Spinach and goat’s cheese tart with roasted peppers and tomatoes

Spinach and goat cheese tart with roasted peppers and tomatoes

Spinach and goat cheese tart with roasted peppers and tomatoes

I have this strange feeling lately, from time-to-time, that I can’t complete a sentence. The words will get stuck somewhere between my brain and my tongue. I’ll wait patiently and powerlessly for somebody to hit me on the side of the head and unjam the process, but whomever I’m addressing will just give me a pitying but bewildered look and go about their business. Why is this happening? I don’t know! It’s senility, probably, but it feels oddly adolescent. I believe I spent my teenage years desperately trying to get my strange thoughts into the world, and then desperately trying to recall them and hide them away once I had, mortified by their strangeness and lack of consequence. And then as I got older I became much chattier, because I simultaneously realized that some of the best thoughts are strange thoughts, and that nobody gives a hoot about what you say, anyway, because they’re not listening half the time and they certainly won’t remember. There’s no point in agonizing regretfully over some stupid thing you said when nobody heard it in the first place. Thus followed a long period of time when I never stopped talking. I turned into a veritable warbling vireo. But with maturity comes increased self-doubt and self-censorship, and the new realization that it doesn’t matter all that much anyway what you say, because nobody is listening half the time so why bother? And you understand that it’s good to listen to other people, and that you have to stop talking for a minute in order to do that. Last night I was lying next to a pukey Isaac as he drifted off to sleep and listening to his odd, sleepy thoughts. He pondered the difference between funny ha ha and funny strange. It bothers him that people use “funny” to mean strange, because it’s not really funny at all. And it suddenly made perfect sense to me that the truth is funny strange, and the best way to express it is with the humorous kind of funny, as comedians and court jesters have known for centuries. And the best way to do this is to be fearless and to plough right on through even if the words come out garbled. And we may both have fallen asleep before I articulated all of this, but that’s okay, because my smart, honest, eloquent Isaac is every kind of funny, and he knows it already. So if I’m talking to you and I seem to get stuck half-way through a sentence, give me a gentle tap on the head, and we’ll see if my nonsense was worth hearing in the first place.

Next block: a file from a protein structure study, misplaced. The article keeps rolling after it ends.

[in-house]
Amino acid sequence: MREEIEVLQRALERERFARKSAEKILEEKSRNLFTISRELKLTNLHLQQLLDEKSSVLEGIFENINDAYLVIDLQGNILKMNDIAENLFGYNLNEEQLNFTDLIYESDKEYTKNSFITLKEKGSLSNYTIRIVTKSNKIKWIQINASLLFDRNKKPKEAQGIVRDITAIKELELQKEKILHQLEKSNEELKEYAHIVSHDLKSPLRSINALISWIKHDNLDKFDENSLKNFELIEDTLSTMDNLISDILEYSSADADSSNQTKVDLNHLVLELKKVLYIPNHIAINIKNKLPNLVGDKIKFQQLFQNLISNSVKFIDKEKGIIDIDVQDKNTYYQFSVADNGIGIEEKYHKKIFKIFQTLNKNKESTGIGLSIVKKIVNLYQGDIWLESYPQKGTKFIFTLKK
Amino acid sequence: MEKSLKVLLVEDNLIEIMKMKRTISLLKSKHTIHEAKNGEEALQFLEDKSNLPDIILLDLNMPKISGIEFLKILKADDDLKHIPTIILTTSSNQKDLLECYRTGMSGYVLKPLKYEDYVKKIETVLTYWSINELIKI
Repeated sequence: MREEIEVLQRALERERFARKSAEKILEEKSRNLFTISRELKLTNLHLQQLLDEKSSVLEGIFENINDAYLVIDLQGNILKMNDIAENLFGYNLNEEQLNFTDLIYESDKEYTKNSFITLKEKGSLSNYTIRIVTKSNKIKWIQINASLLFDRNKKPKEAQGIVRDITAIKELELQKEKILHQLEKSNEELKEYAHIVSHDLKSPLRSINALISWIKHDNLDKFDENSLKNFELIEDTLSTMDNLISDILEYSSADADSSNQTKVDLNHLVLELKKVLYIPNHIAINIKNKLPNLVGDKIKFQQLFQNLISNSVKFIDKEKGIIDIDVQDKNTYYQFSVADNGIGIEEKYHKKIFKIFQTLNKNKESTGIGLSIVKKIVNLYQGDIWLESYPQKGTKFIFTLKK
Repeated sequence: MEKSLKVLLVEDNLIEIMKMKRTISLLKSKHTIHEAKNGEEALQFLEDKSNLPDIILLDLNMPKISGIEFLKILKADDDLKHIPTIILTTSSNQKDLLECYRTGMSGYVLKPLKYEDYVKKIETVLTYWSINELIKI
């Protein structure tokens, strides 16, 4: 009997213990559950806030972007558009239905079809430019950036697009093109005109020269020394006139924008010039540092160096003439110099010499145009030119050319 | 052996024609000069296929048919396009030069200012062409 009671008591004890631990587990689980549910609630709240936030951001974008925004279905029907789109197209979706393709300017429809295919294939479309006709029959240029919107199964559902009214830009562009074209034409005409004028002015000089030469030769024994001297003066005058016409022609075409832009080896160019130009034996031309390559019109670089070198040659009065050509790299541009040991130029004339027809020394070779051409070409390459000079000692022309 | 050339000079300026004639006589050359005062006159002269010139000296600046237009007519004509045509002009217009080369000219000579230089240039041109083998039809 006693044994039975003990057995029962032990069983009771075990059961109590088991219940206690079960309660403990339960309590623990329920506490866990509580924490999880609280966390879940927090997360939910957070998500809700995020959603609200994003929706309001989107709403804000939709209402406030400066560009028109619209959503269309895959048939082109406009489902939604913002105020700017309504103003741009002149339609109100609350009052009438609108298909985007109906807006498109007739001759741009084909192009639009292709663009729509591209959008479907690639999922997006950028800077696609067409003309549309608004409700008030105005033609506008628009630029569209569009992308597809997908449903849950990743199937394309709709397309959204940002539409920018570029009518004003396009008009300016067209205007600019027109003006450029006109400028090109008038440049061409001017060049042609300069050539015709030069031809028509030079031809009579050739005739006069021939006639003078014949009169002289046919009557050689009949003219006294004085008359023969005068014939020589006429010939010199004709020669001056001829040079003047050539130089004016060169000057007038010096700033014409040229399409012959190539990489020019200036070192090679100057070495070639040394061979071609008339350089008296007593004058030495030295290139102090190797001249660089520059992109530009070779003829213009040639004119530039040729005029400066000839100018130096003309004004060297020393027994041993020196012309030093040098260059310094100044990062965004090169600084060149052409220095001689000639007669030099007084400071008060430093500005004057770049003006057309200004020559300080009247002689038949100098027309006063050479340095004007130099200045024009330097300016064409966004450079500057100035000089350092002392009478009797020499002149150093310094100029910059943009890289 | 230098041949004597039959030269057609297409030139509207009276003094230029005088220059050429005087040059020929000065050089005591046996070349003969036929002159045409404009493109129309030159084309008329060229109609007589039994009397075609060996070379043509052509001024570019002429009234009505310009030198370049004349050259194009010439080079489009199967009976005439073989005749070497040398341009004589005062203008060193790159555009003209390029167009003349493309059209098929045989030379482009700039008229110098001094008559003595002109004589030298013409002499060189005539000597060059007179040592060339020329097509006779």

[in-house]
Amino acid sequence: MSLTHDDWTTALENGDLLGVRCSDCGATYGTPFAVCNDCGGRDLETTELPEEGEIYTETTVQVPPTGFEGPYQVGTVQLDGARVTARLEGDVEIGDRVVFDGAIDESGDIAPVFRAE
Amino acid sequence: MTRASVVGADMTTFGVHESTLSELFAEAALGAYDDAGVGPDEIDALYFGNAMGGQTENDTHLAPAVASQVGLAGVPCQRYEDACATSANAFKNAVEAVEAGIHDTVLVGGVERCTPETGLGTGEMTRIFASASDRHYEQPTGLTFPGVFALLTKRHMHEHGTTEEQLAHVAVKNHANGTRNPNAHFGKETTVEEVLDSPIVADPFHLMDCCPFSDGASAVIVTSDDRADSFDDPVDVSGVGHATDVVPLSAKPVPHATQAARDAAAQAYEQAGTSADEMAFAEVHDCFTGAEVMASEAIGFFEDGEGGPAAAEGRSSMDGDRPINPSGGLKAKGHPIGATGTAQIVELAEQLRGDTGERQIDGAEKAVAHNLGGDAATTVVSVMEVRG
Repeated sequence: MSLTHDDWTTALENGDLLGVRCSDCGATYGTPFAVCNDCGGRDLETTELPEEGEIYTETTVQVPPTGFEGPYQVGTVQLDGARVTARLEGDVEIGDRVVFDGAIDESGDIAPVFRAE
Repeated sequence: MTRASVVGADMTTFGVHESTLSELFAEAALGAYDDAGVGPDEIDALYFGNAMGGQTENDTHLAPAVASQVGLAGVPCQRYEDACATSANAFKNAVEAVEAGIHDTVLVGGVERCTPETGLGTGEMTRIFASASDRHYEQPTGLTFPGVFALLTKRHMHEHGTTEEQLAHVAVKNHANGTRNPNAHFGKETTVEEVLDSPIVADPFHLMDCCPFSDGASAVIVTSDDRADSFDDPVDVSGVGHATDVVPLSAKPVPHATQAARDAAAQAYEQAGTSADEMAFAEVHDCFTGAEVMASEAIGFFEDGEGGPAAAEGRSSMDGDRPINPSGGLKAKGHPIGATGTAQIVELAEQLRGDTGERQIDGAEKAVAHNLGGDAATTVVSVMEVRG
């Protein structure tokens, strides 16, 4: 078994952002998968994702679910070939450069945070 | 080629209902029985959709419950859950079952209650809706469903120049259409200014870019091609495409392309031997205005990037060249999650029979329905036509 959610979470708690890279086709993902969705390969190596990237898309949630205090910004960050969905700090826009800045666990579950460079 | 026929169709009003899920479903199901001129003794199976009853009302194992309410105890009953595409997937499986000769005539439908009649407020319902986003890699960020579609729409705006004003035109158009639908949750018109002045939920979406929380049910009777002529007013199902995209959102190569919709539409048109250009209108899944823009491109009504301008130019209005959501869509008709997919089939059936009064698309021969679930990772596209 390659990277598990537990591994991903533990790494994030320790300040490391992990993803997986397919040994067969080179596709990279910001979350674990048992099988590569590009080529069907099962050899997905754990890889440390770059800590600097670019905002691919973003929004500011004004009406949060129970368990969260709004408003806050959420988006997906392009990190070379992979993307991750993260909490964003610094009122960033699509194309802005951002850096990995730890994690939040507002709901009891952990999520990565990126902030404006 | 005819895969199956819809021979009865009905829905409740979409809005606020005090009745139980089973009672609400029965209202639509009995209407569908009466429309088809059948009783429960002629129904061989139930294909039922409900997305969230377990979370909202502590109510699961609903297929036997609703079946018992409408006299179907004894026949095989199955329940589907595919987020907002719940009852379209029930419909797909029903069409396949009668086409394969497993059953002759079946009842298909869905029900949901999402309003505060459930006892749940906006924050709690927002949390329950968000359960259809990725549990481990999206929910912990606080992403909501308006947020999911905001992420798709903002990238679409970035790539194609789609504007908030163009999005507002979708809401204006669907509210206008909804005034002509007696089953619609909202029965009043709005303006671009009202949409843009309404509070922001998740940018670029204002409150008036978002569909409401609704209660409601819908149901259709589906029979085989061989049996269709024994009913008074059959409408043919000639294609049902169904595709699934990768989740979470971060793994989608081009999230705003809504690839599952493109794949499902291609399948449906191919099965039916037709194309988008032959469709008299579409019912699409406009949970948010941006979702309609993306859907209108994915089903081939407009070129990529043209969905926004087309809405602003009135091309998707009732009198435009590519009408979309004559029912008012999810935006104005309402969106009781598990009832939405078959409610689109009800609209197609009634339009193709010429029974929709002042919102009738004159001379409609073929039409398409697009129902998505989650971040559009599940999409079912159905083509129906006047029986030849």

Roasted pepper and tomato tart

Roasted pepper and tomato tart

My friend Diane commissioned a dish for mother’s day. She wanted a vegetable side dish, and somehow I got the impression she wanted it to be substantial enough that any vegetarian guests could call it a meal. So, of course, I made a tart. It’s loaded with vegetables, and with colors and flavors. I had to make it a couple of days early, so I roasted the peppers and tomatoes, and dried them out in the oven a bit, so that they wouldn’t turn the tart too mushy. I think it worked well! (I made one for us, too, to be sure it was tasty, and I’m glad to report that it was!)

Here’s Belle and Sebastian’s Get Me Away from Here I’m Dying because he says, “Oh, that wasn’t what I meant to say at all,” which is such a lovely thing to hear in a pop song!

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Asparagus and macadamia tart with a lemon-pepper crust

Asparagus and macadamia tart

Asparagus and macadamia tart

I’ve been in a little bit of a blue funk lately, and I couldn’t start to tell you why. It’s inexplicable! The other morning I was lying in bed, trying to think of a good reason to get out of it, and I heard birds singing outside my window. I heard birds whirring and calling and warbling. It wasn’t a particularly nice morning, it was grey and unseasonably cool, but the sun came up a little earlier than it had the day before, as it does this time of year. The birds seemed to recognize that fact and want to sing about it. The birds and bugs and flowers just get on with their work, they go about their business. They wake up and live because that’s what they do in the spring. Maybe they think about time passing. Maybe they’re bewildered by memories and worries, but it doesn’t seem to slow them down any. As the days grow longer and lighter, they work harder and louder, and they seem satisfied with that. They seem happy. It felt like a comfort to me, listening to the birds busy outside my window. It felt like a good reason to get out of bed and get on with my life, and join the cool bright world waking up all around me, at its own irrepressible pace. You can never hold back spring.

This is what we made for easter dinner. It’s modeled on a bakewell tart, so you’ve got your crust, your jammy layer (pureed asparagus and tarragon!), and your baked nut custard layer (with macadamia nuts!). I added lemon zest and pepper to the crust, because both those things go well with asparagus and seemed fresh and springlike. Other than that, we kept it really simple and clean. I thought it was very tasty – bright but comforting.

Here’s Tom Waits with You Can Never Hold Back Spring. Remember everything that spring can bring.
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